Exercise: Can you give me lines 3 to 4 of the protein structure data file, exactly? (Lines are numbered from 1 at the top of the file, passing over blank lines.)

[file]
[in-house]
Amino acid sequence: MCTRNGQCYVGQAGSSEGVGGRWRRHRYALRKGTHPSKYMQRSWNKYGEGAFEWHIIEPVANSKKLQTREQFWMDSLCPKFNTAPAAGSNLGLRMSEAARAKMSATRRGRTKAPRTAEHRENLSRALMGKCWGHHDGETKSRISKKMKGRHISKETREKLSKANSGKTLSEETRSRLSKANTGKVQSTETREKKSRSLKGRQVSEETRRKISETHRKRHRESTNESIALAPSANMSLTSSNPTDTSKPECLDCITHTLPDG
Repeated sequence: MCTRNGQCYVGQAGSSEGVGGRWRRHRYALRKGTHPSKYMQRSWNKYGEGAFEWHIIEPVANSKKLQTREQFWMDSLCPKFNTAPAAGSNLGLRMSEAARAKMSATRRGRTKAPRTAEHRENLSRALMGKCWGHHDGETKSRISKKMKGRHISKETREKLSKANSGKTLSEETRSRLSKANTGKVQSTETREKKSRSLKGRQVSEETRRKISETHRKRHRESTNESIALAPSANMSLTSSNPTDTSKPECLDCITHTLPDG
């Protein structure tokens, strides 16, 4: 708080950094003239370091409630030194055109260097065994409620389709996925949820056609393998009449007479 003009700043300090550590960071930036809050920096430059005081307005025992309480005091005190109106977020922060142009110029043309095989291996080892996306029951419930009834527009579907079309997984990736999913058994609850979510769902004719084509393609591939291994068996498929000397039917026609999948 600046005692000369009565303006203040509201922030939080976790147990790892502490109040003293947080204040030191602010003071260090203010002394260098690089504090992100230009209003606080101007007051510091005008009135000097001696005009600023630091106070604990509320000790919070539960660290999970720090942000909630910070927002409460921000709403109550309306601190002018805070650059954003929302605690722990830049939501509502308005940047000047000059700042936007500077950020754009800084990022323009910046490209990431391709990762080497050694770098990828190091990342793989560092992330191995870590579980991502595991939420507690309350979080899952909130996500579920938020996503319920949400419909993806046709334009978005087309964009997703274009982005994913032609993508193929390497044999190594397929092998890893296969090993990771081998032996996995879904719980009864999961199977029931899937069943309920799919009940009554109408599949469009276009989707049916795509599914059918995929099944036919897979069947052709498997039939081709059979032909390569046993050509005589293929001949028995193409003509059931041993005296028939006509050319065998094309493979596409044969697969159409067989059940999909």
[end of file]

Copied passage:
Repeated sequence: MCTRNGQCYVGQAGSSEGVGGRWRRHRYALRKGTHPSKYMQRSWNKYGEGAFEWHIIEPVANSKKLQTREQFWMDSLCPKFNTAPAAGSNLGLRMSEAARAKMSATRRGRTKAPRTAEHRENLSRALMGKCWGHHDGETKSRISKKMKGRHISKETREKLSKANSGKTLSEETRSRLSKANTGKVQSTETREKKSRSLKGRQVSEETRRKISETHRKRHRESTNESIALAPSANMSLTSSNPTDTSKPECLDCITHTLPDG
């Protein structure tokens, strides 16, 4: 708080950094003239370091409630030194055109260097065994409620389709996925949820056609393998009449007479 003009700043300090550590960071930036809050920096430059005081307005025992309480005091005190109106977020922060142009110029043309095989291996080892996306029951419930009834527009579907079309997984990736999913058994609850979510769902004719084509393609591939291994068996498929000397039917026609999948 600046005692000369009565303006203040509201922030939080976790147990790892502490109040003293947080204040030191602010003071260090203010002394260098690089504090992100230009209003606080101007007051510091005008009135000097001696005009600023630091106070604990509320000790919070539960660290999970720090942000909630910070927002409460921000709403109550309306601190002018805070650059954003929302605690722990830049939501509502308005940047000047000059700042936007500077950020754009800084990022323009910046490209990431391709990762080497050694770098990828190091990342793989560092992330191995870590579980991502595991939420507690309350979080899952909130996500579920938020996503319920949400419909993806046709334009978005087309964009997703274009982005994913032609993508193929390497044999190594397929092998890893296969090993990771081998032996996995879904719980009864999961199977029931899937069943309920799919009940009554109408599949469009276009989707049916795509599914059918995929099944036919897979069947052709498997039939081709059979032909390569046993050509005589293929001949028995193409003509059931041993005296028939006509050319065998094309493979596409044969697969159409067989059940999909």